Cisco Systems Inc. announced it is entering the network storage market Monday, unveiling a new network storage router and detailing its strategy for coming to market with the product.
Cisco's SN 5420 Storage Router, on display at the Storage Networking World industry conference in Palm Desert, California, uses Internet protocol (IP) to allow servers to access data, rather than Fibre Channel, which is faster but works only over short distances.
The intended purpose of the router is to provide universal access to data for any device, from any source, over any distance, said Mark Cree, general manager of Cisco's storage business unit, in a Monday teleconference.
"Those servers think they're talking to internal disk drives … those servers are fooled into thinking its their own drive," Cree said.
He promoted the device as a supplement to other storage devices and not a replacement, noting that Cisco is working with other storage companies like Network Appliance Inc. and EMC Corp. The SN 5420 will be available this month and sell for US$27,000, Cree said.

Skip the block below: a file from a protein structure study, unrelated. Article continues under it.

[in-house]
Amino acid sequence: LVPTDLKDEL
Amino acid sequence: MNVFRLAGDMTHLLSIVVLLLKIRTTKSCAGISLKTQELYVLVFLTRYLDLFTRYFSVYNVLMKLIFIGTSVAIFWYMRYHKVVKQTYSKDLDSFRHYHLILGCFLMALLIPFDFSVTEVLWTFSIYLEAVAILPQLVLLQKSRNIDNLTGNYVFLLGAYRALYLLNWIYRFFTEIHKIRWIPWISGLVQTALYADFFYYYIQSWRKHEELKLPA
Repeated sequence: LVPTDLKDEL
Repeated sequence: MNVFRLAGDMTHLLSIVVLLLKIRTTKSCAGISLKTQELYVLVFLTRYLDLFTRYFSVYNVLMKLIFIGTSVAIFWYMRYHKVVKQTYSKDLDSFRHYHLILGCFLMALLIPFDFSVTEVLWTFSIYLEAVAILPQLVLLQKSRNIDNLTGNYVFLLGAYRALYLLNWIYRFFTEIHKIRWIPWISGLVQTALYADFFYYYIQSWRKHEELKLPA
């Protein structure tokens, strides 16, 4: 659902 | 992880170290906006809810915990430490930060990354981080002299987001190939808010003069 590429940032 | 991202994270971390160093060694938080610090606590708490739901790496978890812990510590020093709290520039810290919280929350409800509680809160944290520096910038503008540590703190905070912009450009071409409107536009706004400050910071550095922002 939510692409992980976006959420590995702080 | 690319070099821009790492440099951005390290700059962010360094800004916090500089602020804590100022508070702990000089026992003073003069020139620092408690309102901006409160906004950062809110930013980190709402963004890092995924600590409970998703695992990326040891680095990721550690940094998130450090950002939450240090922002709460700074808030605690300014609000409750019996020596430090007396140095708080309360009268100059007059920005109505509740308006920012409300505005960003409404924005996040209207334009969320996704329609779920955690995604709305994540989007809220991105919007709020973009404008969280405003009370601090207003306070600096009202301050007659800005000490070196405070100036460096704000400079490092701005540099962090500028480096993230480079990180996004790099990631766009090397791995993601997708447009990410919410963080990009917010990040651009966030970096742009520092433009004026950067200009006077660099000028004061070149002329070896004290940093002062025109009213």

The router uses the iSCSI protocol, or SCSI (Small Computer Systems Interface) over IP. The standard grew from work of the Internet Engineering Task Force (IETF) last year, Cree said. Cisco's flavor of iSCSI used in its storage routers will remain an open standard, he said. "We are making our source code available to other vendors," he said.
Intel Corp. also released open-source reference software Monday for vendors to develop products using the iSCSI protocol, and is leading the iSCSI working group within the IETF. Intel makes critical components for storage networking, like input-output processors, controllers for Redundant Array of Inexpensive Disks (RAID) devices.
Cisco, in San Jose, Calif., can be reached at http://www.cisco.com/.